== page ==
Secretary-General, in Message for World Diabetes Day, Calls for Global Efforts to Ensure Needed Treatment and Care for Victims

SG/SM/13240-OBV/933
9 November 2010

Secretary-General, in Message for World Diabetes Day, Calls for Global Efforts to Ensure Needed Treatment and Care for Victims

9 November 2010
Secretary-General
SG/SM/13240
OBV/933
Department of Public Information • News and Media Division • New York

Secretary-General, in Message for World Diabetes Day, Calls for Global

 

Efforts to Ensure Needed Treatment and Care for Victims

 


This is the text of a message from UN Secretary-General Ban Ki-moon’s for World Diabetes Day, to be observed 14 November:


World Diabetes Day highlights the need for action by Governments and their partners to address a chronic, debilitating and costly disease.


The World Health Organization predicts that diabetes deaths could double between 2005 and 2030.  The poorest countries are hardest-hit, with 80 per cent of cases occurring in low- and middle-income States.  More than 220 million people are now affected, and no country is immune.


Early diagnosis and effective treatment are critical.  It is unacceptable that people with diabetes die because they lack information, treatment or access to lifesaving drugs like insulin.  Governments must do everything possible to close all gaps so people with diabetes can recover and avoid the damage to their heart, blood vessels, eyes, kidneys and nerves that is caused by the disease.


It is crucial to educate people at risk or those who are suffering from the disease so they can avoid complicating factors such as smoking, and understand how to manage their condition.  This will prevent long-term complications which take a heavy toll in human suffering and financial cost.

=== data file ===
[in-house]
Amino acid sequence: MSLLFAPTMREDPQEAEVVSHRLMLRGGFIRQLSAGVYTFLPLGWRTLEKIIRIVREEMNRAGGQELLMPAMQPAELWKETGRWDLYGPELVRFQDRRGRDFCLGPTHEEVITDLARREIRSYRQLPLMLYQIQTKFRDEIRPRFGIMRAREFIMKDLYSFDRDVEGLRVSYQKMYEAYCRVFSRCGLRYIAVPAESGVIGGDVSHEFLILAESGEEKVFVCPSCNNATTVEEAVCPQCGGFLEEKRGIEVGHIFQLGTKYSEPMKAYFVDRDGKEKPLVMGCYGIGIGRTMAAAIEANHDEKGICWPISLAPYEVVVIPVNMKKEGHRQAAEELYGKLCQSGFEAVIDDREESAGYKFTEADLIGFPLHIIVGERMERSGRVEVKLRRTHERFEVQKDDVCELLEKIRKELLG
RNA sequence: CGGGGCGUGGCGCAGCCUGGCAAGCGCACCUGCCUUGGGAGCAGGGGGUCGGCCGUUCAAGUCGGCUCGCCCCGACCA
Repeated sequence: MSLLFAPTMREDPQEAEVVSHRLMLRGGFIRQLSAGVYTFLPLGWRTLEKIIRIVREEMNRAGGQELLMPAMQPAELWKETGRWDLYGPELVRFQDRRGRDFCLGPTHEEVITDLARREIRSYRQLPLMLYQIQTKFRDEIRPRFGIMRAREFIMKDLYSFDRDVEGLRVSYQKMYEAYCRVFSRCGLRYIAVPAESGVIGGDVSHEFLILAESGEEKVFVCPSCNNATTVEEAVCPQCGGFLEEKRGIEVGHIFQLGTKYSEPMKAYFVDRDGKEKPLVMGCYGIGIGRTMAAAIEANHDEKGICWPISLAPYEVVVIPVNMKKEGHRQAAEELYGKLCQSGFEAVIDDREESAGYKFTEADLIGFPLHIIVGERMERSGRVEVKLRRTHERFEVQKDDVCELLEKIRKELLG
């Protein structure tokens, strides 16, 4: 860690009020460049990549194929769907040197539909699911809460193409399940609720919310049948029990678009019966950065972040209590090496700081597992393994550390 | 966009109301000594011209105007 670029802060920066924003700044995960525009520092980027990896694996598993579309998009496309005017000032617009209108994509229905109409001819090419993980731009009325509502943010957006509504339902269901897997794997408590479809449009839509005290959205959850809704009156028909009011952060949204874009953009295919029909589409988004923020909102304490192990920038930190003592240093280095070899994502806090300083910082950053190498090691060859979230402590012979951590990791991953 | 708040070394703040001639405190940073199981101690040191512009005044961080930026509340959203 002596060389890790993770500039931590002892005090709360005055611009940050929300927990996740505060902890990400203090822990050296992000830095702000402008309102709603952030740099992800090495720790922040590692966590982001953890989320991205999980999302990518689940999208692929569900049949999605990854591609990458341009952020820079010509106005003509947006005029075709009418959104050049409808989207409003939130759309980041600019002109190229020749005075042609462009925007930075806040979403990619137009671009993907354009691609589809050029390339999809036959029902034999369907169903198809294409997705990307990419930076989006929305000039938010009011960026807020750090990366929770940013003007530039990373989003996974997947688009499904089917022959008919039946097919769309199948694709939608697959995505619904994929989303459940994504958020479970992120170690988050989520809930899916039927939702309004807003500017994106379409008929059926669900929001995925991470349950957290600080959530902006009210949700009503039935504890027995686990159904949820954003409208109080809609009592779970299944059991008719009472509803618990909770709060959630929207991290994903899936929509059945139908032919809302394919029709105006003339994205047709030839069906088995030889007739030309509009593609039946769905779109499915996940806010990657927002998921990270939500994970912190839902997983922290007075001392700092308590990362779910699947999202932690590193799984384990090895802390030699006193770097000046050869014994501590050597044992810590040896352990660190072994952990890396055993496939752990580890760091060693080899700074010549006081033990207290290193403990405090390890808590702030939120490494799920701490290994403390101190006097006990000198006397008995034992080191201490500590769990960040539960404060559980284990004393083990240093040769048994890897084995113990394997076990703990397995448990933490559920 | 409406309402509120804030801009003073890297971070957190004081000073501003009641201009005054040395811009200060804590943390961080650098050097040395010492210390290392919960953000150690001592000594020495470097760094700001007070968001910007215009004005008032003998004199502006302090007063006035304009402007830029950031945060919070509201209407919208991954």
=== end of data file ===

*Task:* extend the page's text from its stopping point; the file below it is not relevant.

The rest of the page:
The World Health Organization’s Global Strategy for the Prevention and Control of Non-Communicable Diseases identifies ways that individuals, communities and Governments can tackle diabetes.  [Next] September, the General Assembly will convene a high-level meeting on the prevention and control of non-communicable diseases.  I urge all the participants to use this event to show the world that they are committed to tackling diabetes and other major chronic diseases.


More broadly, promoting a healthy diet and lifestyle can have a positive impact on the environment by decreasing consumption of highly processed foods and increasing walking, cycling and other forms of transportation that are beneficial to both our bodies and our planet.


This is a campaign that every individual can also join.  On World Diabetes Day, let us all do our part to control the disease and ensure that people who have it receive the care and treatment they need.


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For information media • not an official record
For information media. Not an official record.